A train on March 30 arrives at the Metro Center station in Washington. Inspectors have found 229 defects in two areas of track between the Huntington and Metro Center stations. (Michael Robinson Chavez/The Washington Post)

Federal safety inspections of Metro’s rail system have found that the transit agency is failing to provide basic safety protections — including working fire extinguishers and clear escape routes — to help its riders in the event of an emergency evacuation.

Metro’s workers are placing themselves at risk, too, inspectors said. Many are failing to follow procedures established as part of a highly touted safety program designed to keep them safe.

The concerns, outlined in a letter from the Federal Transit Administration to Metro General Manager Paul Wiedefeld and obtained by The Washington Post, are of such importance that FTA officials said immediate action is required.

“Although we are still compiling our final report from these inspections, the seriousness of these findings and a clear concern for public safety compel me to direct WMATA to take immediate action,” wrote Thomas Littleton, the FTA’s associate administrator for safety.

FTA inspectors found the problems during the agency’s recent “safety blitz,” which began in March and is ongoing.

The defects aren’t complex in nature — rather, they involve basic safety practices designed to protect riders in an emergency. But they again raise questions about how seriously Metro is taking its pledge to fix myriad safety issues that have plagued its troubled rail system.

The new list of safety shortcomings comes just over a month after officials shut down the entire system for emergency inspection of power cables that officials feared could endanger the lives of thousands of riders.

Inspectors found emergency walkways blocked by construction debris and other materials; nonworking or expired fire extinguishers; out-of-order emergency traction power shut-off switches, which are used to cut third-rail power during an emergency; and “filth-covered emergency and safety signage.”

“In combination with one another, these defects create a systematic safety condition that significantly limits WMATA’s ability to manage a fire or smoke emergency in the tunnel,” Littleton wrote.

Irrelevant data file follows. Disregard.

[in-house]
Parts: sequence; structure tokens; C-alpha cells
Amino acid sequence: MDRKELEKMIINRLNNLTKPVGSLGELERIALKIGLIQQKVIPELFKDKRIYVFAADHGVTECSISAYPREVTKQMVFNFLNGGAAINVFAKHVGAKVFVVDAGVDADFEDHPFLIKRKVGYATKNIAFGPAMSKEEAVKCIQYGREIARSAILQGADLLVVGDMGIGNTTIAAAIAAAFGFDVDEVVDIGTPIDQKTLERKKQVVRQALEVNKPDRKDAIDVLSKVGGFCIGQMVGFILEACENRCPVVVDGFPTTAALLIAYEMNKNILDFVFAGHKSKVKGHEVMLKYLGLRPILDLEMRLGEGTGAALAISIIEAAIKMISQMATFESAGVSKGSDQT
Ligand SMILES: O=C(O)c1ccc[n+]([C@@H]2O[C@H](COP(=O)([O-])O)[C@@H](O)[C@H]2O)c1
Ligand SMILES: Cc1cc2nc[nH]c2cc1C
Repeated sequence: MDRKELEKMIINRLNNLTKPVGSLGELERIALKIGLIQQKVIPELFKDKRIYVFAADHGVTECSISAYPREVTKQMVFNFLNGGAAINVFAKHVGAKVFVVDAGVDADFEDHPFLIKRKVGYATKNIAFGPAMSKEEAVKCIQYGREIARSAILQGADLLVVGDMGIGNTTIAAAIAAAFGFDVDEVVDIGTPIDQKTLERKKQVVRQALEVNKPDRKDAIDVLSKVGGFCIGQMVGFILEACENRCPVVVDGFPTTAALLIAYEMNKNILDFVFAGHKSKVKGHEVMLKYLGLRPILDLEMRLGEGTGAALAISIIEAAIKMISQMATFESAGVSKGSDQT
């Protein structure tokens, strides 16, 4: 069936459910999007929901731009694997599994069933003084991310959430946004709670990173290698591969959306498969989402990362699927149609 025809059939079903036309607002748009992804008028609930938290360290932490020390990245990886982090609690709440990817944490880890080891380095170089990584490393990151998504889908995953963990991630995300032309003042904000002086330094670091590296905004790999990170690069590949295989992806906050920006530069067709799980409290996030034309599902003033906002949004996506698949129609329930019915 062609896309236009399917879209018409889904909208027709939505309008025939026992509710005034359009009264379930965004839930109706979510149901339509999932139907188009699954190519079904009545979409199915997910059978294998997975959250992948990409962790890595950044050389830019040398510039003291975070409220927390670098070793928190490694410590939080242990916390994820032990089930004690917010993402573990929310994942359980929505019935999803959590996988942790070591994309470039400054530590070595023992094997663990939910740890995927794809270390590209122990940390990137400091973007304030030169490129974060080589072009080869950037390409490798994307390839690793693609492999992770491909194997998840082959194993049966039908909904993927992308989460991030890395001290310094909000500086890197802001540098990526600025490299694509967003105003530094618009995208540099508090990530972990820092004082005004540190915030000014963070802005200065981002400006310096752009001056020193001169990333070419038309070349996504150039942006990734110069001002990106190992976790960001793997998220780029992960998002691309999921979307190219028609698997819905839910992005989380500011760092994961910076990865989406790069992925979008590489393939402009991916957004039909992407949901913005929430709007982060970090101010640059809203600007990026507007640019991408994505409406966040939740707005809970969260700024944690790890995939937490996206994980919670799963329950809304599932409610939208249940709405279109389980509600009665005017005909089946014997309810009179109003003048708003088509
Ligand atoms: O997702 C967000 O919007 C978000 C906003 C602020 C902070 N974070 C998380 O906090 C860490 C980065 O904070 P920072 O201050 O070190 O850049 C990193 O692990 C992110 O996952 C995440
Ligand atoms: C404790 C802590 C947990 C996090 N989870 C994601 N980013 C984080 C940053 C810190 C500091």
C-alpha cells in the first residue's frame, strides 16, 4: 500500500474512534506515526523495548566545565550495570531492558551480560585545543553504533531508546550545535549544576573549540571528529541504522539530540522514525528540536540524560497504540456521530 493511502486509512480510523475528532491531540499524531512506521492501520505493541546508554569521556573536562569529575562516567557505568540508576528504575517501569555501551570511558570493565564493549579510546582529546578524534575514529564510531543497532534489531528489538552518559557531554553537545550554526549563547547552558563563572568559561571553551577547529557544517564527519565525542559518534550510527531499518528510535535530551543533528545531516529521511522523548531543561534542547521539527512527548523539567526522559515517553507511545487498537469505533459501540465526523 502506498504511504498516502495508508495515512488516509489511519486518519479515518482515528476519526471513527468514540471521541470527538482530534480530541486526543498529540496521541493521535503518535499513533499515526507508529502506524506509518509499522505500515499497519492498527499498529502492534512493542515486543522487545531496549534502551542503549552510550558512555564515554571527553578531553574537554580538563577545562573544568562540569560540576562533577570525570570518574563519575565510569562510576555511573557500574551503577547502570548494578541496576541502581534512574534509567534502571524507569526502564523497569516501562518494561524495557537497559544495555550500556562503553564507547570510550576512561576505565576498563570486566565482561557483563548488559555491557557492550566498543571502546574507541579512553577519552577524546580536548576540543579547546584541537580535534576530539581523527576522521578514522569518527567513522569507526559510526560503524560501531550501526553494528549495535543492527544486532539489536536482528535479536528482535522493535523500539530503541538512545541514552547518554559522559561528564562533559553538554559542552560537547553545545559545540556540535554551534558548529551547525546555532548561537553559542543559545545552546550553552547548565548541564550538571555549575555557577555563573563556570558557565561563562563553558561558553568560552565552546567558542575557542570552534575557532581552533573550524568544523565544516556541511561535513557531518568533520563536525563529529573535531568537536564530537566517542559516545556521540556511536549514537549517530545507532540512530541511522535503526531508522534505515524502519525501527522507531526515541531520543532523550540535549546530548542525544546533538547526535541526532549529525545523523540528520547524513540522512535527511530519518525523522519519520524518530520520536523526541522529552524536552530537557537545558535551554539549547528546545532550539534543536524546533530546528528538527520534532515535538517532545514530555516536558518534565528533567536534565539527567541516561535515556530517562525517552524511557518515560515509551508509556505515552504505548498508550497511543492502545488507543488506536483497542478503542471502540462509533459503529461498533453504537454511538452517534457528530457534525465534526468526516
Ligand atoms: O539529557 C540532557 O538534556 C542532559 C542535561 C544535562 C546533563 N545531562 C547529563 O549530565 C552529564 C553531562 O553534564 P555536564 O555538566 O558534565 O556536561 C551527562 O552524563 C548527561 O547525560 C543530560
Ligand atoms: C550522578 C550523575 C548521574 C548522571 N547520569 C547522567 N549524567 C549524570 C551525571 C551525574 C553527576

Metro spokeswoman Sherri Ly said via email that the agency has been briefed by FTA officials and that “all safety critical items are receiving priority attention.”

Rep. Gerald E. Connolly (D-Va.), a strong supporter and vocal critic of the Metro system, called the findings of the safety blitz “jaw-dropping.”

“This just underscores the institutional challenges Metro’s new chief safety officer will have to tackle when he begins next month,” Connolly said.

Added Rep. Barbara Comstock (R-Va.): “While we all acknowledge that this system cannot be fixed overnight by new General Manager Paul Wiedefeld, it is clear that common safety procedures have gone ignored for far too long. This is simply more evidence that Metro needs a culture change and a top-to-bottom restructuring so that it can provide safe and efficient service.”

FTA inspectors said that during their walk-throughs with Metro personnel, they also observed “numerous violations of WMATA’s roadway worker program (RWP) rules and procedures.”

Metro’s roadway worker protection program was created after the deaths of several track workers. It has been touted as a national model for keeping transit employees safe. But FTA inspectors found that Metro’s employees weren’t following basic procedures.

Those included instances in which train operators were not following speed restrictions as they approached work crews and numerous incidents in which workers consistently violated the “15-second ample time rule” designed to protect them from being hit by a train. Instead, they often clear the tracks with five or fewer seconds to spare, the inspectors found.

Concerns about worker safety are so grave that Littleton said Metro must conduct safety briefings for workers and “confirm with FTA no later than Friday, April 22, 2016, the substance and date of completion of the requisite briefings.”

Ly, the Metro spokeswoman, said the briefings will be done this week.

She added that other issues raised by Littleton’s letter — particularly those that require access to Metrorail tracks — will be incorporated into the comprehensive “track plan” that Wiedefeld is developing and that is expected to be released in the next few weeks.

“The plan will lay out the work being performed, set clear timetables for completion and provide customers with the advance information they need to prepare for impacts to service,” Ly wrote in an email.

Since October, the FTA has been responsible for safety oversight of Metro’s rail system. It is a temporary arrangement, but one that gives the agency the authority to conduct surprise inspections.

Officials have conducted 107 inspections focused on a variety of operations, including tracks, traction power and the rail operation control center, which manages trains as they move through the system.

As part of that work, inspectors have found 229 defects, including issues with track gauge — the distance between rails — in two areas of track between the Huntington and Metro Center stations. Wide gauge is significant because it can cause derailments.